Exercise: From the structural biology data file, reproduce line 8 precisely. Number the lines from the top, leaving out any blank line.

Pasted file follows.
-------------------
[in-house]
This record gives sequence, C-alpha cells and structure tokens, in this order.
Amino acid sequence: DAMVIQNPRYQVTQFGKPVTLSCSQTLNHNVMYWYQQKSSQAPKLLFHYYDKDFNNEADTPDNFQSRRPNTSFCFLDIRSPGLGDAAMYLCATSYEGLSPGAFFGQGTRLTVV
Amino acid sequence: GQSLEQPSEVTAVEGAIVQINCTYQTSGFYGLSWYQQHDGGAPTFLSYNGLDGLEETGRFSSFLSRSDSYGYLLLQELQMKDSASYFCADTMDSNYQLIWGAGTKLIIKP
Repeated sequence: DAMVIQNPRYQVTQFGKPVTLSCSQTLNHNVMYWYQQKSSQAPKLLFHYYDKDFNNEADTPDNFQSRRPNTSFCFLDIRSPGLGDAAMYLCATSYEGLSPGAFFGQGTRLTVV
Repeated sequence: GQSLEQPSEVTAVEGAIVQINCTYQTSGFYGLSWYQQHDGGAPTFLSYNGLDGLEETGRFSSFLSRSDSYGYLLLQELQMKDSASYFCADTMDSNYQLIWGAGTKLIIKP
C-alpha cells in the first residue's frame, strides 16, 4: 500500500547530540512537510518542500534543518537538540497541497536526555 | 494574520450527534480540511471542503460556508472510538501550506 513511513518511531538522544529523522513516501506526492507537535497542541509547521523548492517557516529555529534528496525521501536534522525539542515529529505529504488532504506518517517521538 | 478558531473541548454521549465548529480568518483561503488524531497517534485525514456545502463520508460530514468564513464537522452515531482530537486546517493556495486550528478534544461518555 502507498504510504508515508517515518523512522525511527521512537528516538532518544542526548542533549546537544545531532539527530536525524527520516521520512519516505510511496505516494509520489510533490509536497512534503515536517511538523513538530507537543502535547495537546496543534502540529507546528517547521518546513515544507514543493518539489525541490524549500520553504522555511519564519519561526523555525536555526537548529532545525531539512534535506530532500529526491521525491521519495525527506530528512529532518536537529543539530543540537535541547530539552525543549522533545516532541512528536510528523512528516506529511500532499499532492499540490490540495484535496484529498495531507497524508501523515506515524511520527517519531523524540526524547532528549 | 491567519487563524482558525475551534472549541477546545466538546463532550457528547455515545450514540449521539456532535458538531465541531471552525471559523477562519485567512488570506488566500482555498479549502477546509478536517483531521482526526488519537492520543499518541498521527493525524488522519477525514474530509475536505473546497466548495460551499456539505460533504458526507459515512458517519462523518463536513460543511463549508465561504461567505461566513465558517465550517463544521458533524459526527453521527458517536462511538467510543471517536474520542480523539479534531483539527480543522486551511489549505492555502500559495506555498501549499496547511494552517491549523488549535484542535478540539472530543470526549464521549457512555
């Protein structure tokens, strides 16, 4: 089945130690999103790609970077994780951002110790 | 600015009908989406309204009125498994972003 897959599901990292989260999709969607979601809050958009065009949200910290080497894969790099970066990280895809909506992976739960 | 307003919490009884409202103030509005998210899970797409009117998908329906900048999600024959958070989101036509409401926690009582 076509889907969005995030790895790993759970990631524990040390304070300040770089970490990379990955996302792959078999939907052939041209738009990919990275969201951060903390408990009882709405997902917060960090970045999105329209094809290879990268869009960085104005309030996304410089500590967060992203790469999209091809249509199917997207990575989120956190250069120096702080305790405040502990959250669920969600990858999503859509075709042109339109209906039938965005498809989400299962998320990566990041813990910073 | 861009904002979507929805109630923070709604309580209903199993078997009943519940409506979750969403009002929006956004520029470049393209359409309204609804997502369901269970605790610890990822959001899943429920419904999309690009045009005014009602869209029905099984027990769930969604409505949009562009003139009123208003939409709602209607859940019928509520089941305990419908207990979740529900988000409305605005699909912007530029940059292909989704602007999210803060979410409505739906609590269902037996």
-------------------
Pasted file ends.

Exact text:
């Protein structure tokens, strides 16, 4: 089945130690999103790609970077994780951002110790 | 600015009908989406309204009125498994972003 897959599901990292989260999709969607979601809050958009065009949200910290080497894969790099970066990280895809909506992976739960 | 307003919490009884409202103030509005998210899970797409009117998908329906900048999600024959958070989101036509409401926690009582 076509889907969005995030790895790993759970990631524990040390304070300040770089970490990379990955996302792959078999939907052939041209738009990919990275969201951060903390408990009882709405997902917060960090970045999105329209094809290879990268869009960085104005309030996304410089500590967060992203790469999209091809249509199917997207990575989120956190250069120096702080305790405040502990959250669920969600990858999503859509075709042109339109209906039938965005498809989400299962998320990566990041813990910073 | 861009904002979507929805109630923070709604309580209903199993078997009943519940409506979750969403009002929006956004520029470049393209359409309204609804997502369901269970605790610890990822959001899943429920419904999309690009045009005014009602869209029905099984027990769930969604409505949009562009003139009123208003939409709602209607859940019928509520089941305990419908207990979740529900988000409305605005699909912007530029940059292909989704602007999210803060979410409505739906609590269902037996």